The No Child Left Behind Act is up for renewal.  It always did leave a lot to be desired.

Most famous was its promise of having all U.S. students proficient in reading and math by 2014.  That was the year the U.S. would again be number one in education; that year has come and gone.

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Due to differences in ability, students achieve on a spectrum.  No nation on earth has ever figured out how to turn all students into accomplished academicians.  Indeed, the only possible way to accomplish that is through a testing gimmick: set the bar ridiculously low and voila, each child is proficient.  But that insults the intelligence of everyone.

Interesting, then, that universal testing is the centerpiece of No Child Left Behind.  More reasonable goals are in order.  Our schools can move the entire range of academic performance upward.  Educators can reduce the stubborn gaps in academic achievement that are tied to racial discrimination, poverty, and linguistic differences.  We can move the needle, but we can’t do it through testing alone.

Don’t get me wrong.  Testing has its place.  Students and their educators should be held accountable, and testing is one way to demonstrate that students are learning what we claim to teach them, an independent verification of performance.  Otherwise all we have to go on are student grades and grade-level promotions, and we all know that these practices mean different things in different districts and schools.

Testing is also an effective gauge of progress for reducing achievement gaps in our schools. The Fourteenth Amendment, guaranteeing equal protection under the law, should ensure that distinctions in academic achievement are not reducible to the racial boxes that we check.  There continue to be many schools and school districts—I’m talking about the ones with very good reputations—that do unremarkable work with students of color.  The kind of reporting that No Child Left Behind requires brings such work into the sunlight.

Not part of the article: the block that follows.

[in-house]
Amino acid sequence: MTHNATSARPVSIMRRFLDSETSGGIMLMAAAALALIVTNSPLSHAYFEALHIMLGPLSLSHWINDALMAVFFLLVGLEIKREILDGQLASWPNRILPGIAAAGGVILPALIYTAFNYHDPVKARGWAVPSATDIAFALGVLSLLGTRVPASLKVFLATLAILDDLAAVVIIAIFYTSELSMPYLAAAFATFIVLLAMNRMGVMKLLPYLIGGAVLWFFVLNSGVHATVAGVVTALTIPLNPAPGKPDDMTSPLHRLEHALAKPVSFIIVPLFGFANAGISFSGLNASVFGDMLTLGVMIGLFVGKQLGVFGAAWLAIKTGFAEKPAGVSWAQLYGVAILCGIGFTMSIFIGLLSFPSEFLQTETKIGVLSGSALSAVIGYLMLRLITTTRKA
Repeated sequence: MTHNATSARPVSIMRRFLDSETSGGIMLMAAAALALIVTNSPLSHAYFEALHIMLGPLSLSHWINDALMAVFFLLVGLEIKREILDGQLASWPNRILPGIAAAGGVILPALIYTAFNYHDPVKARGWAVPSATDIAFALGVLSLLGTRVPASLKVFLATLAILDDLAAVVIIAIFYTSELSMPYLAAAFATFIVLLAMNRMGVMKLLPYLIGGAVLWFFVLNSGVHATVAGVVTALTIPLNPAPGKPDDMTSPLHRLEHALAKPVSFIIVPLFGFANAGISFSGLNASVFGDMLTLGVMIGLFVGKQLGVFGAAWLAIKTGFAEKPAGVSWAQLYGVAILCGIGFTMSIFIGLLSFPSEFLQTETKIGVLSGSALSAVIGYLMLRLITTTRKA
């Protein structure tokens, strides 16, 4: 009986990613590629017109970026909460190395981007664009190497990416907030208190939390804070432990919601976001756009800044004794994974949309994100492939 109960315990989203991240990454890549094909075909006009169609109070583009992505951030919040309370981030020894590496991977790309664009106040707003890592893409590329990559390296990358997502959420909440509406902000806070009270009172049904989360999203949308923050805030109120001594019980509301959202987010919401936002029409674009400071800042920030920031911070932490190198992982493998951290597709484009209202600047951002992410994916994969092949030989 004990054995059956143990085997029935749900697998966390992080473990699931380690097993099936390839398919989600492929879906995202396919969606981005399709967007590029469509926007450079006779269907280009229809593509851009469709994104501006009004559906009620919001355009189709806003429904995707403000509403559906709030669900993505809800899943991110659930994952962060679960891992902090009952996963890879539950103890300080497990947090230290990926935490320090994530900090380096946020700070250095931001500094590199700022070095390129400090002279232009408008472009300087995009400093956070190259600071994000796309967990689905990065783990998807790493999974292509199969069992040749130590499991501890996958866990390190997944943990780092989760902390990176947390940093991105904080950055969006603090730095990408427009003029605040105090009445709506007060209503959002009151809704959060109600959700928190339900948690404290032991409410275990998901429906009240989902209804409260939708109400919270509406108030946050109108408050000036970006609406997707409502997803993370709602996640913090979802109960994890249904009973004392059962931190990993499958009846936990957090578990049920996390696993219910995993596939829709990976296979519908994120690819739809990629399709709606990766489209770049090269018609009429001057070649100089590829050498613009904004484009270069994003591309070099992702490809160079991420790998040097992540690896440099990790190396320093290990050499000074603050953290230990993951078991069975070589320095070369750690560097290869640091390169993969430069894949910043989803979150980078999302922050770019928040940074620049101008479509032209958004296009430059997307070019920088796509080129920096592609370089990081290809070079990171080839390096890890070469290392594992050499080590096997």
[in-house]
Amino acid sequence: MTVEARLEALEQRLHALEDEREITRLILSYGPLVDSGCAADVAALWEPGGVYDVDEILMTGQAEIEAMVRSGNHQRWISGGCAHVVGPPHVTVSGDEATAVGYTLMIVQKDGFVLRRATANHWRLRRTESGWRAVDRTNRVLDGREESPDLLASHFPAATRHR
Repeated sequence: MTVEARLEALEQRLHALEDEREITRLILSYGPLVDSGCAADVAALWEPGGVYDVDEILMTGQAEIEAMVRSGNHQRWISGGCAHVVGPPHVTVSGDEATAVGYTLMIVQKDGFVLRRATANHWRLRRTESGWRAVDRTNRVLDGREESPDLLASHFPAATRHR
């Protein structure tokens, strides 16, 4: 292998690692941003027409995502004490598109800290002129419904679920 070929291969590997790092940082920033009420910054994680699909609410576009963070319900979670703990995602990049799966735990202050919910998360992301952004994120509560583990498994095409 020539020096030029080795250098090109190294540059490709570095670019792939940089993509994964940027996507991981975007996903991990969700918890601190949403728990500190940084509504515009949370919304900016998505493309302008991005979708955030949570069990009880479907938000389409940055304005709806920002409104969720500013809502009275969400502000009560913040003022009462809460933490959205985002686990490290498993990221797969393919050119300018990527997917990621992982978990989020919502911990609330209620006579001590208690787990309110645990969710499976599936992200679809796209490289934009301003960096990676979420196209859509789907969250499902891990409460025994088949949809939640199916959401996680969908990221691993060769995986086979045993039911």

Testing’s okay, but if testing is the centerpiece of 21st Century federal policy, then educators in the districts and schools with high percentages of struggling students make testing their centerpiece too. That would be a shame. Education is too important.  Rather than treating working-class students, of whatever race or languages spoken, to drills and practice tests for weeks on end, we should be treating all Americans to a challenging curriculum delivered wisely and creatively.

Here is my wish list for the No Child Left Behind reauthorization:

  1. Reduce the scale and frequency of the yearly tests. Do we need to test every student in grades 3 through 8 every year (and once in high school) in English and math, along with the occasional science test?  Who does that benefit really, other than the professionals at testing consortiums? Why not test representative samples of students at reduced frequency?  Why not require high school students to take just one test that could do double duty, such as the SAT or ACT?
  2. There is some sentiment to stop using the tests to measure achievement gaps within districts and schools. That would be a mistake.  A principal reason for the relatively low performance of U.S. students, on average, in international comparisons is the wide chasm between our highest-performing and lowest-performing students (we have a lot of both). Continue to disaggregate test results, but tie them to incentives for narrowing the gaps: equal enforcement of school discipline, racially and economically integrated academic programs, and widespread participation in the fine and performing arts.
  3. Provide incentives for regional leadership academies and for teacher preparation programs that put more emphasis on STEM and the arts, especially in the early grades. If we want our schools to graduate students with the talents to make Connecticut a leader in the global economy, we need to keep the focus on teacher-leaders who combine top notch academic preparation with pedagogical sophistication.

With the right preparation and the right incentives, the next generation of principals and teachers will be ready for work throughout Connecticut.  All students in all grades will have teachers we can cherish.  That’s not something the latest standardized test can create.

 Jim Carl, Ph.D., is Dean of the Isabelle Farrington College of Education at Sacred Heart University in Fairfield.

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